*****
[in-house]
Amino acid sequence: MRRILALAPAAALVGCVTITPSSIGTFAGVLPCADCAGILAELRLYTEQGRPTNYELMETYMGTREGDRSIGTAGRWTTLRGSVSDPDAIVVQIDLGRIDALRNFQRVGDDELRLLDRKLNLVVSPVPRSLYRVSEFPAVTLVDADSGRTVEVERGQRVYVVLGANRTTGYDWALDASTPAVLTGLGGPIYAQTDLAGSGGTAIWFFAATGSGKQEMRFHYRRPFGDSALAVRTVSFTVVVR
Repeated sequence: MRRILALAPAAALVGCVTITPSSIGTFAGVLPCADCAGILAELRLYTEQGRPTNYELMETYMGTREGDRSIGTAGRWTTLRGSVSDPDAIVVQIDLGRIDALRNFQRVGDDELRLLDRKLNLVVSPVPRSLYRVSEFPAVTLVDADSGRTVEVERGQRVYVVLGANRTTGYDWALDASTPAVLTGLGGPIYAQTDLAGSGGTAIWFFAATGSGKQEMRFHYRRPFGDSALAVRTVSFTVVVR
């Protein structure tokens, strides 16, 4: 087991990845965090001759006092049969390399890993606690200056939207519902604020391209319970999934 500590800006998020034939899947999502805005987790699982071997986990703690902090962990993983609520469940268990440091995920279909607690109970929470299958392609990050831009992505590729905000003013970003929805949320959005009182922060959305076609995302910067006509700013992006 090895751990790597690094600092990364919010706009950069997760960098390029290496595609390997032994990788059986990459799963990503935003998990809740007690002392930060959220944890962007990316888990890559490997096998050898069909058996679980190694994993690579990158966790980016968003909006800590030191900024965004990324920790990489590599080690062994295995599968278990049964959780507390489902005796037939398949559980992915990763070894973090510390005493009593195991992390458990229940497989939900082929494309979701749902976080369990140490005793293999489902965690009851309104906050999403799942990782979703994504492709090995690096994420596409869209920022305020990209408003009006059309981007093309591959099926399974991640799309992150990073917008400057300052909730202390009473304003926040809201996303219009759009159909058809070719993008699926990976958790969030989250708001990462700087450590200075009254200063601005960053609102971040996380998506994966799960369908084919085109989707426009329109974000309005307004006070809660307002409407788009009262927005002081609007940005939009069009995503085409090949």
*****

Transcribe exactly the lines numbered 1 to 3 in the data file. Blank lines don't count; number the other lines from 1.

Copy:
[in-house]
Amino acid sequence: MRRILALAPAAALVGCVTITPSSIGTFAGVLPCADCAGILAELRLYTEQGRPTNYELMETYMGTREGDRSIGTAGRWTTLRGSVSDPDAIVVQIDLGRIDALRNFQRVGDDELRLLDRKLNLVVSPVPRSLYRVSEFPAVTLVDADSGRTVEVERGQRVYVVLGANRTTGYDWALDASTPAVLTGLGGPIYAQTDLAGSGGTAIWFFAATGSGKQEMRFHYRRPFGDSALAVRTVSFTVVVR
Repeated sequence: MRRILALAPAAALVGCVTITPSSIGTFAGVLPCADCAGILAELRLYTEQGRPTNYELMETYMGTREGDRSIGTAGRWTTLRGSVSDPDAIVVQIDLGRIDALRNFQRVGDDELRLLDRKLNLVVSPVPRSLYRVSEFPAVTLVDADSGRTVEVERGQRVYVVLGANRTTGYDWALDASTPAVLTGLGGPIYAQTDLAGSGGTAIWFFAATGSGKQEMRFHYRRPFGDSALAVRTVSFTVVVR